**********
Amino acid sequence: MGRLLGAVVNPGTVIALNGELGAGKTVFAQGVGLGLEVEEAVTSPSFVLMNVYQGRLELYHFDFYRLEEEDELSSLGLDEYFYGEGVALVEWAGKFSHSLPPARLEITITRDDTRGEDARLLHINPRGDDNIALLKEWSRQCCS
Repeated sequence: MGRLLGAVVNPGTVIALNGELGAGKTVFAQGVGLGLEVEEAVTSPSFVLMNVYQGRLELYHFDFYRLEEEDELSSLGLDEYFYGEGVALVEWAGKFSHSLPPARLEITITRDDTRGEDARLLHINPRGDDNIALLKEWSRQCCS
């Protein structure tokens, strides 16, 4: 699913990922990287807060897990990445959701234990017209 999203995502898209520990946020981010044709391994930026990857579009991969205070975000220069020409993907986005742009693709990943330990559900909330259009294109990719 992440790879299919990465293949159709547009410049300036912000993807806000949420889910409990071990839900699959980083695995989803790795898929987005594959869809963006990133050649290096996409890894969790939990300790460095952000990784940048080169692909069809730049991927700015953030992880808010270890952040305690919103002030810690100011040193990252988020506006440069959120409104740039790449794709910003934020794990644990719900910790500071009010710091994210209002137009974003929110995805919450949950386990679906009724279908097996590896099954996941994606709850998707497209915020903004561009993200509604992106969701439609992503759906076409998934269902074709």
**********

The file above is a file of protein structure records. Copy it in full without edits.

Amino acid sequence: MGRLLGAVVNPGTVIALNGELGAGKTVFAQGVGLGLEVEEAVTSPSFVLMNVYQGRLELYHFDFYRLEEEDELSSLGLDEYFYGEGVALVEWAGKFSHSLPPARLEITITRDDTRGEDARLLHINPRGDDNIALLKEWSRQCCS
Repeated sequence: MGRLLGAVVNPGTVIALNGELGAGKTVFAQGVGLGLEVEEAVTSPSFVLMNVYQGRLELYHFDFYRLEEEDELSSLGLDEYFYGEGVALVEWAGKFSHSLPPARLEITITRDDTRGEDARLLHINPRGDDNIALLKEWSRQCCS
């Protein structure tokens, strides 16, 4: 699913990922990287807060897990990445959701234990017209 999203995502898209520990946020981010044709391994930026990857579009991969205070975000220069020409993907986005742009693709990943330990559900909330259009294109990719 992440790879299919990465293949159709547009410049300036912000993807806000949420889910409990071990839900699959980083695995989803790795898929987005594959869809963006990133050649290096996409890894969790939990300790460095952000990784940048080169692909069809730049991927700015953030992880808010270890952040305690919103002030810690100011040193990252988020506006440069959120409104740039790449794709910003934020794990644990719900910790500071009010710091994210209002137009974003929110995805919450949950386990679906009724279908097996590896099954996941994606709850998707497209915020903004561009993200509604992106969701439609992503759906076409998934269902074709």